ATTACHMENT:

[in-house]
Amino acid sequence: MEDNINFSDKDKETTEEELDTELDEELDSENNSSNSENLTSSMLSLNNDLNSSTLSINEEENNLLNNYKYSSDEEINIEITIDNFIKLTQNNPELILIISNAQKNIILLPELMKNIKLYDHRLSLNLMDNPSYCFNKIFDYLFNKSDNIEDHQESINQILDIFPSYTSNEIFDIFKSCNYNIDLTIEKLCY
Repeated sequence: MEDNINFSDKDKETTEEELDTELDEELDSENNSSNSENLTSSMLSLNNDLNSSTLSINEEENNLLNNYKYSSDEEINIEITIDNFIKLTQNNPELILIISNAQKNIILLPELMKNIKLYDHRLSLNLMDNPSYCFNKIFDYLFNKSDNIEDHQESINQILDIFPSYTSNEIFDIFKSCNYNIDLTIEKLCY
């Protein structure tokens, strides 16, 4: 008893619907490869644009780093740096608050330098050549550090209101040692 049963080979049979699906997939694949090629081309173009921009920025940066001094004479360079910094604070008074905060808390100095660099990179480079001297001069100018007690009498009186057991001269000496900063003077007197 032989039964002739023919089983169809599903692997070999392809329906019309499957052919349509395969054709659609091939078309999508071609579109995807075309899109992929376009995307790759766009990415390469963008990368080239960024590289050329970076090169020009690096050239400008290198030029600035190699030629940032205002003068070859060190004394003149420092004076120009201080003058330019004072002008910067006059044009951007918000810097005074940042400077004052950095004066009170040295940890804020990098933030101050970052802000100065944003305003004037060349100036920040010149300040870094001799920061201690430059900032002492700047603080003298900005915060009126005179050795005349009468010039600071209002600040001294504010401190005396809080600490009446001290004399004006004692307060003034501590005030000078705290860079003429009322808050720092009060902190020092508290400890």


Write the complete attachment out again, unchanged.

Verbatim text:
[in-house]
Amino acid sequence: MEDNINFSDKDKETTEEELDTELDEELDSENNSSNSENLTSSMLSLNNDLNSSTLSINEEENNLLNNYKYSSDEEINIEITIDNFIKLTQNNPELILIISNAQKNIILLPELMKNIKLYDHRLSLNLMDNPSYCFNKIFDYLFNKSDNIEDHQESINQILDIFPSYTSNEIFDIFKSCNYNIDLTIEKLCY
Repeated sequence: MEDNINFSDKDKETTEEELDTELDEELDSENNSSNSENLTSSMLSLNNDLNSSTLSINEEENNLLNNYKYSSDEEINIEITIDNFIKLTQNNPELILIISNAQKNIILLPELMKNIKLYDHRLSLNLMDNPSYCFNKIFDYLFNKSDNIEDHQESINQILDIFPSYTSNEIFDIFKSCNYNIDLTIEKLCY
């Protein structure tokens, strides 16, 4: 008893619907490869644009780093740096608050330098050549550090209101040692 049963080979049979699906997939694949090629081309173009921009920025940066001094004479360079910094604070008074905060808390100095660099990179480079001297001069100018007690009498009186057991001269000496900063003077007197 032989039964002739023919089983169809599903692997070999392809329906019309499957052919349509395969054709659609091939078309999508071609579109995807075309899109992929376009995307790759766009990415390469963008990368080239960024590289050329970076090169020009690096050239400008290198030029600035190699030629940032205002003068070859060190004394003149420092004076120009201080003058330019004072002008910067006059044009951007918000810097005074940042400077004052950095004066009170040295940890804020990098933030101050970052802000100065944003305003004037060349100036920040010149300040870094001799920061201690430059900032002492700047603080003298900005915060009126005179050795005349009468010039600071209002600040001294504010401190005396809080600490009446001290004399004006004692307060003034501590005030000078705290860079003429009322808050720092009060902190020092508290400890």